Blue Byline

A cop's perspective of the news and South Sound matters

Category: Left field

March
4th

A tribute to Congressman Dicks

This column ran in 2011, but I am dusting it off in recognition of Congressman Norm Dicks’ plans to retire.

I stood by the open cockpit door of the little four-passenger Piper and imagined myself the very image of a nonchalant charter pilot. Then my passenger, Congressman Norm Dicks, stormed up, hot with anger, and my cool demeanor evaporated like water on the sun-drenched tarmac. He had just been told that I was his ride to Hoquiam, and I swear I saw smoke coming out of his ears.

That was back in 2000. I had just left Tacoma P.D.

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Nov.
28th

Putting a purple perspective on global events

After a quick scan of the paper over the last week there can be only one conclusion – we live in amazing times.

If you’re into extreme theoretical physics (or just a follower of “The Big Bang Theory”) then you would have been struck by news out of CERN, a world reknown physics lab in Switzerland. This uber geek think tank has taken on the arrogant and daunting challenge of disproving Einstein’s theory that the speed of light is our universal and absolute speed limit. After blasting their neutrinos from Geneva to Italy, physicists are almost

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Oct.
20th

Dawgs making it easy to wear the W

Collegiate sports may be fought in the turf or on the floorboards, but the competition also rages in one unexpected place: the office.

In just about any business setting, whether in the cozy corner offices of corporate officials or the fuzzy-walled world of government cubicles, you will find the logo of many proud alma maters.

And right now the UW banners are hanging high.

If you’ll pardon the smug and self-serving props to the Dawg’s, it can not be denied that their stellar record (5-1 in Pac 12 play) has far exceeded expectations in this first season of the post-Jake

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Oct.
18th

Sin City still sizzles

I ask you, in all the wide world is there anyplace quite like Las Vegas?

I just returned from a 3-day trip to Sin City where the sun is shining, the dice are rolling and that sucking sound is the noise of money escaping one’s wallet. Nothing is cheap in Vegas, not even the free stuff.

But while I did return with less green in my pocket and more red on my face (and shoulders and back), I still had a great vacation.

Las Vegas is a town with something for everybody whether you’re a gambler (I’m not), a hiker

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Sep.
21st

Norm Dicks, me and the big blue sky

I stood by the open cockpit door of the little four-passenger Piper and imagined myself the very image of a nonchalant charter pilot. Then my passenger, Congressman Norm Dicks, stormed up and my cool demeanor evaporated like water on the hot tarmac. When he realized I was his ride to Hoquiam I swear I saw smoke coming out of his ears.

That was back in 2000. I had just left Tacoma P.D. to pursue an ill-fated dream of being an airline pilot (a year later I would lose my job at Horizon Air when the Twin Towers came crashing down).

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Aug.
2nd

So, what do you want to talk about?

After almost four months of dishing on topics like marijuana legalization and gun violence, as well as sharing stories about police work or motorcycle trips, I thought I might ask readers what topics they would like to discuss.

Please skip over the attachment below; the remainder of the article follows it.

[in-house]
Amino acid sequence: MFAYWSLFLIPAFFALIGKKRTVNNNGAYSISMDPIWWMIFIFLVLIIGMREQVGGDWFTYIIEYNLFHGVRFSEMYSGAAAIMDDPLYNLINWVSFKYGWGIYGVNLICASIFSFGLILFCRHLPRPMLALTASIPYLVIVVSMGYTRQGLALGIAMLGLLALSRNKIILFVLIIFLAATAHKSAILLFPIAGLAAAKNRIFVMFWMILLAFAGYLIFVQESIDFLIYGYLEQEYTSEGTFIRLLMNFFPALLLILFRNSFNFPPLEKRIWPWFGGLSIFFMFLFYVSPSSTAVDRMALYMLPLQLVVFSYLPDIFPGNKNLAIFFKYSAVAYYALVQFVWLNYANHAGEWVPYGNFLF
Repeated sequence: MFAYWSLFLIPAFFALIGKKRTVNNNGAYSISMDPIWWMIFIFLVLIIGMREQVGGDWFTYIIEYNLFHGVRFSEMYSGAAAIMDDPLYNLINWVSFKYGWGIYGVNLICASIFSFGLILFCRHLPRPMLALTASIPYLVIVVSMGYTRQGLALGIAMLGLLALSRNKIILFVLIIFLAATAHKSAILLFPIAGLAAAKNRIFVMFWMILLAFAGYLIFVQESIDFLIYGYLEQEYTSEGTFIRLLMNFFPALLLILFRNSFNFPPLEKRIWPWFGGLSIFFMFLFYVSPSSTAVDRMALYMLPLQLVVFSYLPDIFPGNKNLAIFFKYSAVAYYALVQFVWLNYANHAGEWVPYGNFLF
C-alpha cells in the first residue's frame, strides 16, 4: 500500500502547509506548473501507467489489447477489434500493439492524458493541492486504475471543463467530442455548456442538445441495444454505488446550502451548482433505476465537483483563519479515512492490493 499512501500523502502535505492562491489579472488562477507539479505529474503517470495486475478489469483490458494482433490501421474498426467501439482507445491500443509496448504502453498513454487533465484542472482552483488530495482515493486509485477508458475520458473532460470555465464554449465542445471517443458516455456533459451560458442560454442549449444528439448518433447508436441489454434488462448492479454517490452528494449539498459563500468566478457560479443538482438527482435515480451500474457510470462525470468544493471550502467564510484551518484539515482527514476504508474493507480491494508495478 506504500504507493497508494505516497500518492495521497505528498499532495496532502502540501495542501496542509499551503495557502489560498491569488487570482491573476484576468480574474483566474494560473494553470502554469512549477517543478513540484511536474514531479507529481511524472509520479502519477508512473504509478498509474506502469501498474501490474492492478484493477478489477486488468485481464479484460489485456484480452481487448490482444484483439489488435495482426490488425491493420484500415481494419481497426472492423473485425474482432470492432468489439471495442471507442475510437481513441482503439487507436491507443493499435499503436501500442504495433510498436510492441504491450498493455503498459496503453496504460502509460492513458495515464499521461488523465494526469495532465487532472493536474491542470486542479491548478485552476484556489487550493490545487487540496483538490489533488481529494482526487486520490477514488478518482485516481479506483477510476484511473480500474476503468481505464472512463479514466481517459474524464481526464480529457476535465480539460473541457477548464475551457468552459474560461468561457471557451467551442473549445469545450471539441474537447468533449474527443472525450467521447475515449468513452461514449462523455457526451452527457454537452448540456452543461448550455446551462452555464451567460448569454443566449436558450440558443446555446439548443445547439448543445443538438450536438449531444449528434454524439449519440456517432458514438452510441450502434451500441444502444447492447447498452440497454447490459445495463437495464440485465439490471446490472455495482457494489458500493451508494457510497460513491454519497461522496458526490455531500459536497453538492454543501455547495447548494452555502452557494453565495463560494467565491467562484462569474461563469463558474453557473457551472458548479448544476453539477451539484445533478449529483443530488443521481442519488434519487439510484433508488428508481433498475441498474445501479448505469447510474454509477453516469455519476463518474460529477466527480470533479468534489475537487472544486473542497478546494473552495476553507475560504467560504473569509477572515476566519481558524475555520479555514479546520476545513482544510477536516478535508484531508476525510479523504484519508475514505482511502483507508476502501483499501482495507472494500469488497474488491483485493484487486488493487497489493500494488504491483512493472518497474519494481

If writing this column has taught me one thing, it’s that this is not a lecture platform. Because so many people have such strong feelings about how we enforcement laws and deal with crime, this online column is less one-way narrative and more a forum for exchanging points of view. Certainly, there are specific experiences that give those of us in law

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July
18th

A father and son reflection on Harry Potter

The first time I read aloud I held my firstborn son in one arm and the book in the other. We started with kiddie books, with spines the size of a dictionary and at most a handful of words per illustrated page.  Together, we slowly moved up the literary food chain passing from “Goodnight Moon” to “Green Eggs and Ham” and beyond.

As they got old enough to handle fewer pictures and more words, I looked around for something suitable. A friend told me about a particular book with a cumbersome name, “Harry Potter and the Sorcerer’s Stone,” so I bought it and took a chance.

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April
22nd

Tired of being told what’s wrong with us? Me too.

“You know what’s wrong with America?”

I gotta be honest, I can’t stand that question. For some reason it has become the pop culture question of the decade, just as comfortable on the lips of a Fox News Anchor or an NPR analyst; it shows up on the front of a weekly news magazine or the cover of a book put out by the latest batch of political know-it-alls. It will definitely be asked more and more as November 2012 approaches.

To me this question, which smugly suggests that the speaker has the answer and that one answer reigns supreme, rings false. For our country this question has become an interrogative phrase dripping in divisiveness and seeking no real truth. It serves only to broaden the chasm between fellow Americans with increasingly divergent self-interests.

A conservative may profer the answer one day that it is crime. Another day that it is terrorism. Still another that it is taxes. A liberal (unless that’s now an undesirable word) might one day provide the answer as poverty. Or lack of health care. Or not enough taxes. The point is that at the moment the rhetorical question is raised, there’s only one answer; please hold while (fill in the blank) provides your answer. Read more »